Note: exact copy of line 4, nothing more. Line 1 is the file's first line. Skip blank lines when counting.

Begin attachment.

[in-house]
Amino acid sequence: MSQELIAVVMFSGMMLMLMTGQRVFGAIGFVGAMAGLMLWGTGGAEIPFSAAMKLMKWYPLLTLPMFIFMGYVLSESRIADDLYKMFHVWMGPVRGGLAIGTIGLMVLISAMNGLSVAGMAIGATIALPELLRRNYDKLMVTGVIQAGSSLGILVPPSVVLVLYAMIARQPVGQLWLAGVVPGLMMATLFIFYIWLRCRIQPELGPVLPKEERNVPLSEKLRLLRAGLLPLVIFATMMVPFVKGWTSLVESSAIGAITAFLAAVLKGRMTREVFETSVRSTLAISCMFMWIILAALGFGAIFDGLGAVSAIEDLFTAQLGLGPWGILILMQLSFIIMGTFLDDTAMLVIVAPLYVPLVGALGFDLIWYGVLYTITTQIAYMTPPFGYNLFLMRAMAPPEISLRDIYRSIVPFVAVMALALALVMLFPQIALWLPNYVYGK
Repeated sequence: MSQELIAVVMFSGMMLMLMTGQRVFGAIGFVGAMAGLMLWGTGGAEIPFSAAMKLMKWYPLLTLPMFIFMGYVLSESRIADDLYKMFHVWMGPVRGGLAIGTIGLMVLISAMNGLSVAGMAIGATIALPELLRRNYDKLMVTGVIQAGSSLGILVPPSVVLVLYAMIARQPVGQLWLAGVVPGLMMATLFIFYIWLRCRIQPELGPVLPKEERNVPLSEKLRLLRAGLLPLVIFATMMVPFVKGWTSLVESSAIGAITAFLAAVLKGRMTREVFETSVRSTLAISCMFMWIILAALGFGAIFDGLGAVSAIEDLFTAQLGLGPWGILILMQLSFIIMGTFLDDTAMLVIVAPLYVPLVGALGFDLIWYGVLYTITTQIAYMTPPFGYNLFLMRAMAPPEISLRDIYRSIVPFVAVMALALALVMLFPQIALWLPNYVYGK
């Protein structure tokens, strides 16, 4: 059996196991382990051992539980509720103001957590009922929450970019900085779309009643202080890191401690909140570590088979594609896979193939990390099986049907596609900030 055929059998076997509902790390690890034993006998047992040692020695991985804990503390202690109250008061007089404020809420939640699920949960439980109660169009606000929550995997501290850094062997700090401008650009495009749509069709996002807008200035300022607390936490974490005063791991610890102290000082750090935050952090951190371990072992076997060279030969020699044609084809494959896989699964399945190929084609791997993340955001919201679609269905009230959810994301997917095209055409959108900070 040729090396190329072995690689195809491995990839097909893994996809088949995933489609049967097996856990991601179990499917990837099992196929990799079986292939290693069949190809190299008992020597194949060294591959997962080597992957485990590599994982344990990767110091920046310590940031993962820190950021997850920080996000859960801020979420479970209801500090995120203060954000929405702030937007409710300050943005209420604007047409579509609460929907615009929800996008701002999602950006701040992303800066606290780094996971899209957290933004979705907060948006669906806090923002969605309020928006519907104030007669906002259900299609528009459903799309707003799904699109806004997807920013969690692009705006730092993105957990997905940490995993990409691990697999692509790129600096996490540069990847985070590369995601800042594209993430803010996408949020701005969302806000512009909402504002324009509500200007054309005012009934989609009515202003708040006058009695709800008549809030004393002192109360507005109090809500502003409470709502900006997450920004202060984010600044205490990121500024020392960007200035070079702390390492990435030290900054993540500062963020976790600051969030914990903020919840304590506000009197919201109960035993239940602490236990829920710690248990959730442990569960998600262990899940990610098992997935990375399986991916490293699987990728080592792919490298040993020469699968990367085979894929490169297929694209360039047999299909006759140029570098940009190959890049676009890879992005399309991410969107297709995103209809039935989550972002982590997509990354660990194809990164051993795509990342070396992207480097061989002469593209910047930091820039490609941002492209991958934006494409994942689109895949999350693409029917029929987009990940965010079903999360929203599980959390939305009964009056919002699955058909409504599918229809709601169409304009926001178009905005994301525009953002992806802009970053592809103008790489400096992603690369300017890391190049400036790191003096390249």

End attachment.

């Protein structure tokens, strides 16, 4: 059996196991382990051992539980509720103001957590009922929450970019900085779309009643202080890191401690909140570590088979594609896979193939990390099986049907596609900030 055929059998076997509902790390690890034993006998047992040692020695991985804990503390202690109250008061007089404020809420939640699920949960439980109660169009606000929550995997501290850094062997700090401008650009495009749509069709996002807008200035300022607390936490974490005063791991610890102290000082750090935050952090951190371990072992076997060279030969020699044609084809494959896989699964399945190929084609791997993340955001919201679609269905009230959810994301997917095209055409959108900070 040729090396190329072995690689195809491995990839097909893994996809088949995933489609049967097996856990991601179990499917990837099992196929990799079986292939290693069949190809190299008992020597194949060294591959997962080597992957485990590599994982344990990767110091920046310590940031993962820190950021997850920080996000859960801020979420479970209801500090995120203060954000929405702030937007409710300050943005209420604007047409579509609460929907615009929800996008701002999602950006701040992303800066606290780094996971899209957290933004979705907060948006669906806090923002969605309020928006519907104030007669906002259900299609528009459903799309707003799904699109806004997807920013969690692009705006730092993105957990997905940490995993990409691990697999692509790129600096996490540069990847985070590369995601800042594209993430803010996408949020701005969302806000512009909402504002324009509500200007054309005012009934989609009515202003708040006058009695709800008549809030004393002192109360507005109090809500502003409470709502900006997450920004202060984010600044205490990121500024020392960007200035070079702390390492990435030290900054993540500062963020976790600051969030914990903020919840304590506000009197919201109960035993239940602490236990829920710690248990959730442990569960998600262990899940990610098992997935990375399986991916490293699987990728080592792919490298040993020469699968990367085979894929490169297929694209360039047999299909006759140029570098940009190959890049676009890879992005399309991410969107297709995103209809039935989550972002982590997509990354660990194809990164051993795509990342070396992207480097061989002469593209910047930091820039490609941002492209991958934006494409994942689109895949999350693409029917029929987009990940965010079903999360929203599980959390939305009964009056919002699955058909409504599918229809709601169409304009926001178009905005994301525009953002992806802009970053592809103008790489400096992603690369300017890391190049400036790191003096390249």